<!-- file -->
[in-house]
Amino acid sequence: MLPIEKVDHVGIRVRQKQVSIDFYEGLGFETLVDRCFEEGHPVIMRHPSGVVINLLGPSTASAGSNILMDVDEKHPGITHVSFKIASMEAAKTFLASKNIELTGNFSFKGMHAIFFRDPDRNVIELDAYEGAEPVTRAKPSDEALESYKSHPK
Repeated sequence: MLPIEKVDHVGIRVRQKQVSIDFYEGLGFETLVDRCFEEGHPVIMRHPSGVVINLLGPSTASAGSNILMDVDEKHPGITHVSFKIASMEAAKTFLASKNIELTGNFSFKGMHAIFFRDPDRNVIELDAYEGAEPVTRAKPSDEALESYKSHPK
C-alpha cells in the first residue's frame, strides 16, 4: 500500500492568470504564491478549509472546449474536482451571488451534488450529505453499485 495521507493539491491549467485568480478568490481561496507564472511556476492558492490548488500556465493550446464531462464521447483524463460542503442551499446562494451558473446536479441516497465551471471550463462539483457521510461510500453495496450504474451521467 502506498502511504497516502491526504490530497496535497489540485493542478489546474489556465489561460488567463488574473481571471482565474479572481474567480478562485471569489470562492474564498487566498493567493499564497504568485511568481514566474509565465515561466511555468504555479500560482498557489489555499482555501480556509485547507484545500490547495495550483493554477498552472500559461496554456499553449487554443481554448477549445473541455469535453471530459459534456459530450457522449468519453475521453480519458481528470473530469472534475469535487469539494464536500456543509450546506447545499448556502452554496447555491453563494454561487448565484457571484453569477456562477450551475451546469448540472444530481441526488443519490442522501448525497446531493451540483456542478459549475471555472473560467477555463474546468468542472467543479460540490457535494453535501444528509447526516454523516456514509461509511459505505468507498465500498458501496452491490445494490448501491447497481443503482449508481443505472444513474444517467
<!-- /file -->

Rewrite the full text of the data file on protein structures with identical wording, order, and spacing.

[in-house]
Amino acid sequence: MLPIEKVDHVGIRVRQKQVSIDFYEGLGFETLVDRCFEEGHPVIMRHPSGVVINLLGPSTASAGSNILMDVDEKHPGITHVSFKIASMEAAKTFLASKNIELTGNFSFKGMHAIFFRDPDRNVIELDAYEGAEPVTRAKPSDEALESYKSHPK
Repeated sequence: MLPIEKVDHVGIRVRQKQVSIDFYEGLGFETLVDRCFEEGHPVIMRHPSGVVINLLGPSTASAGSNILMDVDEKHPGITHVSFKIASMEAAKTFLASKNIELTGNFSFKGMHAIFFRDPDRNVIELDAYEGAEPVTRAKPSDEALESYKSHPK
C-alpha cells in the first residue's frame, strides 16, 4: 500500500492568470504564491478549509472546449474536482451571488451534488450529505453499485 495521507493539491491549467485568480478568490481561496507564472511556476492558492490548488500556465493550446464531462464521447483524463460542503442551499446562494451558473446536479441516497465551471471550463462539483457521510461510500453495496450504474451521467 502506498502511504497516502491526504490530497496535497489540485493542478489546474489556465489561460488567463488574473481571471482565474479572481474567480478562485471569489470562492474564498487566498493567493499564497504568485511568481514566474509565465515561466511555468504555479500560482498557489489555499482555501480556509485547507484545500490547495495550483493554477498552472500559461496554456499553449487554443481554448477549445473541455469535453471530459459534456459530450457522449468519453475521453480519458481528470473530469472534475469535487469539494464536500456543509450546506447545499448556502452554496447555491453563494454561487448565484457571484453569477456562477450551475451546469448540472444530481441526488443519490442522501448525497446531493451540483456542478459549475471555472473560467477555463474546468468542472467543479460540490457535494453535501444528509447526516454523516456514509461509511459505505468507498465500498458501496452491490445494490448501491447497481443503482449508481443505472444513474444517467